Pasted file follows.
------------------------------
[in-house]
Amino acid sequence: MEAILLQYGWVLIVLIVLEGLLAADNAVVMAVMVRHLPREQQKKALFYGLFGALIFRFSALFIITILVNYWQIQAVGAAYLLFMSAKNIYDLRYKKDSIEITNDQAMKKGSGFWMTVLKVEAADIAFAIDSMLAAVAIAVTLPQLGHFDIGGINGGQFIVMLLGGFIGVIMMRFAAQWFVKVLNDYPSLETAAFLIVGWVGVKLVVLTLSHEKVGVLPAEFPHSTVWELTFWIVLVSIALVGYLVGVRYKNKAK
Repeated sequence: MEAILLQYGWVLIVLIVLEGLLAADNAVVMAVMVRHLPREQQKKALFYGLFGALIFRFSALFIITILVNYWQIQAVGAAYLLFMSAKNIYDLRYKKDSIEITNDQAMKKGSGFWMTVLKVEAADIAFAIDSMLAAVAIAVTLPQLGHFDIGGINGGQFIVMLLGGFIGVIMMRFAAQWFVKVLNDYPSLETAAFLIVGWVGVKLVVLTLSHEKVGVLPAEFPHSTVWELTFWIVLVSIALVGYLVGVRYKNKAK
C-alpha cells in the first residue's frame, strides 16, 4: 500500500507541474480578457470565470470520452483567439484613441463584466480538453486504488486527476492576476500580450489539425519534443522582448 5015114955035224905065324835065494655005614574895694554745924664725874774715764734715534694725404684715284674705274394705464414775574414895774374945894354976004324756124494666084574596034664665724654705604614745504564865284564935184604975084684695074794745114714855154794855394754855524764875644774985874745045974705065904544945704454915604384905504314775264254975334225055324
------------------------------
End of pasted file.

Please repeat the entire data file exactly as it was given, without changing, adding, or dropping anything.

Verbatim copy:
[in-house]
Amino acid sequence: MEAILLQYGWVLIVLIVLEGLLAADNAVVMAVMVRHLPREQQKKALFYGLFGALIFRFSALFIITILVNYWQIQAVGAAYLLFMSAKNIYDLRYKKDSIEITNDQAMKKGSGFWMTVLKVEAADIAFAIDSMLAAVAIAVTLPQLGHFDIGGINGGQFIVMLLGGFIGVIMMRFAAQWFVKVLNDYPSLETAAFLIVGWVGVKLVVLTLSHEKVGVLPAEFPHSTVWELTFWIVLVSIALVGYLVGVRYKNKAK
Repeated sequence: MEAILLQYGWVLIVLIVLEGLLAADNAVVMAVMVRHLPREQQKKALFYGLFGALIFRFSALFIITILVNYWQIQAVGAAYLLFMSAKNIYDLRYKKDSIEITNDQAMKKGSGFWMTVLKVEAADIAFAIDSMLAAVAIAVTLPQLGHFDIGGINGGQFIVMLLGGFIGVIMMRFAAQWFVKVLNDYPSLETAAFLIVGWVGVKLVVLTLSHEKVGVLPAEFPHSTVWELTFWIVLVSIALVGYLVGVRYKNKAK
C-alpha cells in the first residue's frame, strides 16, 4: 500500500507541474480578457470565470470520452483567439484613441463584466480538453486504488486527476492576476500580450489539425519534443522582448 5015114955035224905065324835065494655005614574895694554745924664725874774715764734715534694725404684715284674705274394705464414775574414895774374945894354976004324756124494666084574596034664665724654705604614745504564865284564935184604975084684695074794745114714855154794855394754855524764875644774985874745045974705065904544945704454915604384905504314775264254975334225055324